Tuesday, July 21, 2015

Collapse or Longevity? Failure or Success?

When many people think of the ancient Maya, the term "collapse" often comes to mind. The Mayas were a group that were around for a while, but then collapsed. Archaeologists have spent a lot of time (and a lot of fieldwork and publications) trying to figure out how or why (or sometimes, whether) the Maya collapsed. If they collapsed, there must have been something wrong with Maya society, right? But the Maya cities lasted for some seven centuries before they were abandoned. Think about it. Seven hundred years. Were the Maya a failure (they collapsed), or were they a spectacular success (they lasted 700 years).

The idea that something must have been wrong with ancient cities or civilizations to make them collapse is a popular notion. And while it is a valid question to ask how or why a society like the Classic Maya collapsed, any such question should be paired with a consideration of just how long they managed to thrive. This collapse bias surfaced again today in a paper just posted in the Proceedings of the National Academy of Sciences:  "Human domination of the biosphere: Rapid discharge of the earth-space battery foretells the future of himanking" by Rohn R. Schramski, David K. Gattie and James H. Brown. This is a fine paper, about the global chemical energy supply on earth, and how it is being depleted at an incredibly fast rate right now. But they had to throw in a dig at ancient societies:

At local and regional scales, many multiple past civilizations (e.g., Greece, Rome, Angkor Wat, Teotihuacan) failed to adapt to changing social and ecological conditions and crashed catastrophically
Let's take a different look at those four ancient societies in comparison to contemporary nation-states:

So, which of these societies seem successful, and which ones seem too young to judge? I am dating the start of the European nation-states to 1648, the signing of the Treaty of Westphalia which created the modern system of nation-states. If European nations manage to survive another half century or so, they will have matched the longevity of ancient Greece (I am using the Classical and Hellenistic periods here). And if they last another 350 years they will match those failed collapsers, the ancient Maya.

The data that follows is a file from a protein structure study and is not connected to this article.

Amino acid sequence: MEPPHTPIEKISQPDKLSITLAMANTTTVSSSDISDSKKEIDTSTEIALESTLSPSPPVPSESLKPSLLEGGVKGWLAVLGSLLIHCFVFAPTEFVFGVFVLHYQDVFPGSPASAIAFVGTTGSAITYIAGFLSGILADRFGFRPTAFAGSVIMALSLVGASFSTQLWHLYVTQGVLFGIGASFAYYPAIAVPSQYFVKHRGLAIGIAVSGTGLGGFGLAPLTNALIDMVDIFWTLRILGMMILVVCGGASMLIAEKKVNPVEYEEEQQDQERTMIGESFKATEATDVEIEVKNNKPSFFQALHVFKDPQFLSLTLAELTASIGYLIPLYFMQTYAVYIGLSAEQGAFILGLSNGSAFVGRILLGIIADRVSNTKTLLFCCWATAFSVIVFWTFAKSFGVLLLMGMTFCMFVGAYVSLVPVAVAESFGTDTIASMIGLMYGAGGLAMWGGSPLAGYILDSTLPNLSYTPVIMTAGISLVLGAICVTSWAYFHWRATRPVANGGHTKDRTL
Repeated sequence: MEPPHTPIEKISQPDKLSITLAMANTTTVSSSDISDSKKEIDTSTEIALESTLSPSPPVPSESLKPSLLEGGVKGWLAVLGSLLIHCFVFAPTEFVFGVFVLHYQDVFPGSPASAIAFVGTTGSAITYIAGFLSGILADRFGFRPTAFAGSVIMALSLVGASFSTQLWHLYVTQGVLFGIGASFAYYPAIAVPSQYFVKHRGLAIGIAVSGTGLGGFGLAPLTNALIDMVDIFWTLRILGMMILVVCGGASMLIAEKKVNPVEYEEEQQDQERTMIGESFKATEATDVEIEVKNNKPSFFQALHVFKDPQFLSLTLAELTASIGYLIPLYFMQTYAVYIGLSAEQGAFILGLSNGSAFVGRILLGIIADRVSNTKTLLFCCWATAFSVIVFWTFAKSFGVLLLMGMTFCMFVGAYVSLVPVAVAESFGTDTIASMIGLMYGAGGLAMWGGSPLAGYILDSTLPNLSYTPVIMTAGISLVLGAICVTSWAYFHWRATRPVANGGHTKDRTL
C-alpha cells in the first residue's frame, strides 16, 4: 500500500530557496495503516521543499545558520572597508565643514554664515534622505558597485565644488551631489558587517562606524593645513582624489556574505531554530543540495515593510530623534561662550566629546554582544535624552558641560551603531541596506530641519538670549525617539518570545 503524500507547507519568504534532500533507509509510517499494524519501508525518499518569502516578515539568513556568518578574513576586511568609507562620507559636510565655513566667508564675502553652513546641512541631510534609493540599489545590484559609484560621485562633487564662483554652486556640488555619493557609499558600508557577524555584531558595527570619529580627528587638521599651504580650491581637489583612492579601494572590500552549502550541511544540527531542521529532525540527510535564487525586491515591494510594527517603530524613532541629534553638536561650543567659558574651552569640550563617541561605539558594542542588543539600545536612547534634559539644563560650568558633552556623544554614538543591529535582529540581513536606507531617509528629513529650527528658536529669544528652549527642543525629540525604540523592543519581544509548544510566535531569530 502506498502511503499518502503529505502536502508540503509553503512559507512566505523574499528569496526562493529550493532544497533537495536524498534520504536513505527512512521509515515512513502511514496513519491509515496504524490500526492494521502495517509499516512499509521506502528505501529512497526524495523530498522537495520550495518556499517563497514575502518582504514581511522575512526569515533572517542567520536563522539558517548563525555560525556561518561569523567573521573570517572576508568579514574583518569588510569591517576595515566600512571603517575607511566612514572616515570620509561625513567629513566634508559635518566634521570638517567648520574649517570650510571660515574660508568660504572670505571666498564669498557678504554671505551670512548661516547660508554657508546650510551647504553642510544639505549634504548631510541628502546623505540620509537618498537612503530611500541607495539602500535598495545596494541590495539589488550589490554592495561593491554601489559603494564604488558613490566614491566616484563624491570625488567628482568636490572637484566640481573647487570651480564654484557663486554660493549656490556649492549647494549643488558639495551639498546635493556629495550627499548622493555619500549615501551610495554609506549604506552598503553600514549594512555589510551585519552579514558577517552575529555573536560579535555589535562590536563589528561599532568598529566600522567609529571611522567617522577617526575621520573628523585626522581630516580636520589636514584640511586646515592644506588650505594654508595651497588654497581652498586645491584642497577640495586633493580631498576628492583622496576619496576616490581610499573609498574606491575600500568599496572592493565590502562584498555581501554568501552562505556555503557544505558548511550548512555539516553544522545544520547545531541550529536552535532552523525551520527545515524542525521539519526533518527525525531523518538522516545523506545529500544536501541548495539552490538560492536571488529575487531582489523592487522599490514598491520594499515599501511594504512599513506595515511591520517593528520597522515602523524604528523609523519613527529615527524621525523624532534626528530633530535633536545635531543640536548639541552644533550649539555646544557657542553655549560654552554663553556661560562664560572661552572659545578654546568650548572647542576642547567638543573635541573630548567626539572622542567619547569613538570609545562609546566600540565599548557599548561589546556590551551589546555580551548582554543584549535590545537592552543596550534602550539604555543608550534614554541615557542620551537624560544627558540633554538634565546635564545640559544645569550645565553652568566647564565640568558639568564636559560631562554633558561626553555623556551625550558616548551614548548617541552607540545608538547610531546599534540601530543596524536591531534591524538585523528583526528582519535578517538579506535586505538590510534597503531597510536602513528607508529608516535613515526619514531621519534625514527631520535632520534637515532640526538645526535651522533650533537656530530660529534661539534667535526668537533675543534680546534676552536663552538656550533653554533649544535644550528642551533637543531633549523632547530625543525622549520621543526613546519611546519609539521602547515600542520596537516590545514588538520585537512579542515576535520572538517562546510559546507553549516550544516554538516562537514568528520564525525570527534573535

I am the last one to deny the significance of the Classic Maya collapse. I think the revisionists who claim that they didn't really collapse are just plain wrong (see some of my posts on Publishing Archaeology about this, such as this one about Jared Diamond and his critics). But if the Maya managed to thrive in the jungle for seven centuries, maybe that fact should outweigh their eventual collapse. They spent centuries doing many things right, and then they got trapped for a few crucial decades and collapsed.

I will just chalk up the collapse quote above to the fact that scholars outside of history and archaeology tend to be clueless about ancient societies. I think the authors of the new paper are correct when they claim that ancient collapses "are of questionable relevance to the current situation." Much as I'd like to believe that the sustainability (or lack thereof) of ancient societies might have lessons for us today, in fact the technological, energetic, and demographic situation today is radically different from that of ancient societies like the Maya. I do think that ancient cities and societies have lessons for us today, and that is a major theme of this blog. But the nature of overall societal sustainability may not be one of those lessons.

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